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  • Writer's picture The Vindicator

We Don’t Want To Die

Snow… I used to get up in the middle of the night and slip out into the cold, my bare feet making small footprints in the snow. I would stand there, just outside of my house, and watch as large snowflakes drifted lazily downward. I loved the smell of the air, the muffled noise of traffic in the distance, the quiet solitude of the night. When I blinked, my snow-fringed eyelashes would wet my cheeks with saltless tears.

For a moment, it would be easy. Then the cold would press in around me, and the beautiful world into which I had stepped would become harsh and antagonistic. I would stand there, shivering as icy needles pierced my feet. I was stubborn, though. I would refuse to go inside, instead wrapping my arms around my body as my teeth chattered uncontrollably. I could never see it through. Each time the physical pain would tip the scale; I would scuff out my footprints and slip back inside the house. I always left the door unlocked.

Maybe I didn’t really want to die.

No one knew that I contemplated suicide. At the time, no one even knew that I was depressed. I had everything planned out, though. When the pain grew to be too great, when the darkness grew to be too heavy, I would leave the world that I couldn’t please. I would step outside in the middle of the night, barefoot and wearing little for protection. I would lie on the ground and watch as the snowflakes fell around me, coved me, and I would close my eyes as my life slowly slipped away.

But I never locked the door.

It is difficult to explain depression to people who have never experienced it. How does one explain that slow slipping away of hope that makes death seem a better friend than life? It feels like you’re suffocating. Desperately, you gasp for breath, but your lungs don’t function. You struggle to breathe, to inhale, but you can’t. Each moment is harder than the last, and every second you wonder whether you can bear it any longer. Bit by bit, you feel a chisel chipping away at the hope in your heart until, one day, there just isn’t any left. You don’t want to die, but you can’t live.

I’ll be honest, here: I shouldn’t have been depressed. I come from a comfortable middle-class home; my parents have always been supportive, and my life has always erred on the happy side of average. What did I ever know of struggle? What did I know of want or of loss or of pain? But that’s the lie, isn’t it? If your life doesn’t spell out tragedy, you don’t have a right to suffer.

When you are suffering from depression, you are taught to be ashamed; ashamed because you hurt deeply, ashamed because you are not strong. No one ever tells you that it’s okay to be weak. No one ever tells you that it’s okay if you don’t have it all together. Instead, they tell you that you’re overreacting. “It’s all in your head,” they say. “Just get over it.” So you hide behind your smile and save your tears for the dead of night. It’s isolating.

I wish that I could say that my experience is unique, that I’m the exception to the rule, that “happy” people really don’t carry broken hearts. I wish that I could say that you can trust the smiles on the faces you see every day. I wish that I could lie to you, but I can’t. I have known so many broken people, most of which were no worse off than I. I’ve watched a girl starve herself into a skeleton. I’ve met a runaway who has spent weeks on the streets. I’ve known people so desperate to escape their lives that they turn to alcohol and narcotics. I’ve seen people forget how to laugh, watched as they’ve withered away from the inside out. One of my best friends held a gun to his head and placed his finger on the trigger…Ours is a dying generation. Depression is a disease eating away at the very heart of our people, and we have to ask ourselves, why?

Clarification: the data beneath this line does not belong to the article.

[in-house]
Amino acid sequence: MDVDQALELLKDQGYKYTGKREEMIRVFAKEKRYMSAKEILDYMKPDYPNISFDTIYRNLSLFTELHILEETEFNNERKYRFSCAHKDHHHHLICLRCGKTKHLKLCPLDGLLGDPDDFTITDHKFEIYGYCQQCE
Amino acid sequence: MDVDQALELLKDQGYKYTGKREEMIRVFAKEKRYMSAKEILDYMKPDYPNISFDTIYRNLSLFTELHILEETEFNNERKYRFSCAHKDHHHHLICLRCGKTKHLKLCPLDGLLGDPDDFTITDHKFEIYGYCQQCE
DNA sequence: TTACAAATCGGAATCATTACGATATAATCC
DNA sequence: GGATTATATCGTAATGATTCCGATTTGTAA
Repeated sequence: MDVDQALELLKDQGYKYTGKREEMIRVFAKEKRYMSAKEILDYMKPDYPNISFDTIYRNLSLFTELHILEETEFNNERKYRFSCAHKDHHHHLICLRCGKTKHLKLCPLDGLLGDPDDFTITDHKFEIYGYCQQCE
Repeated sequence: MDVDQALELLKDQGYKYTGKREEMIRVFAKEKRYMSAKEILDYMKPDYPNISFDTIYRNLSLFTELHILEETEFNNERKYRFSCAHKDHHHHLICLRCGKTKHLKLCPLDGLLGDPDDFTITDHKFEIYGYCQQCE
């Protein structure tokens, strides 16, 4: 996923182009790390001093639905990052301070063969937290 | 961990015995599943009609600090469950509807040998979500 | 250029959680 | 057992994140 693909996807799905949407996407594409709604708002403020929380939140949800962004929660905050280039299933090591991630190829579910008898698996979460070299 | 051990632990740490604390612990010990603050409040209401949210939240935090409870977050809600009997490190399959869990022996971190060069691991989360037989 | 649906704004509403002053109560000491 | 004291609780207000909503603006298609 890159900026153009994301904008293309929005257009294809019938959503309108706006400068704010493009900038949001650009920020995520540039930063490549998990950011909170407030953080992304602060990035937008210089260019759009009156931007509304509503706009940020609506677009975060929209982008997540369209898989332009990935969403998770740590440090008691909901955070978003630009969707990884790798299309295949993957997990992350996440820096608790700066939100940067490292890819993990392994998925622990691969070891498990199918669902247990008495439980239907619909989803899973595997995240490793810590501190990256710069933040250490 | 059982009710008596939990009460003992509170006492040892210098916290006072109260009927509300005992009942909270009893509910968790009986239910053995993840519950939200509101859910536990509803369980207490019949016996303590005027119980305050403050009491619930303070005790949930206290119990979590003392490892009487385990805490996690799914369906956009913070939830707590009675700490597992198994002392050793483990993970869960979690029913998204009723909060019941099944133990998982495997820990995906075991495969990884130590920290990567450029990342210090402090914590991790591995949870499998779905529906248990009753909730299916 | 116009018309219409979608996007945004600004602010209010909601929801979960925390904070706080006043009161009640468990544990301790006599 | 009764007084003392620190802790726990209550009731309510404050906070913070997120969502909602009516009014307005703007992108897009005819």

Oh, but wait! We are the lucky ones, the heirs to the “American Dream” handed down to us from our forefathers, dictated to us by the television screen. “Work harder,” we are told. “Strive for more.” So we try to be everything we’re told to be with success, wealth, power. Every day we are told to be unique, to develop our own voices, and when we do, what happens? We are ostracized, rejected, abandoned. “Be yourself,” they say. “Unless you’re different,” they mean. We always have to work harder, look younger, dress sexier, be smarter; so we give up our families for our careers, and our identities for some standard of perfection that we just can’t achieve. We buy into the lies our society feeds us, but at what cost? In the pursuit of happiness, we have given up everything of value! We don’t want to die, but my friends, we already have!

I tried to be everything the world taught me to be, but I just couldn’t. The standards were set too high. I was a mistake; I was the one cast aside when quality control came through. Feeling inadequate, I told myself that I was not, and never would be, good enough. So I smiled by day and cried by night, and sometimes I used to slip out into the cold, my bare feet making small footprints in the snow.

Depression isn’t the same for everyone. My story is not everyone else’s. That’s okay, we are each different. I have a secret, though: whether our depression stems from a difficult life, tragedy, or the belief in one simple lie, it doesn’t matter. Most of us don’t really want to die. We just don’t know how to live.



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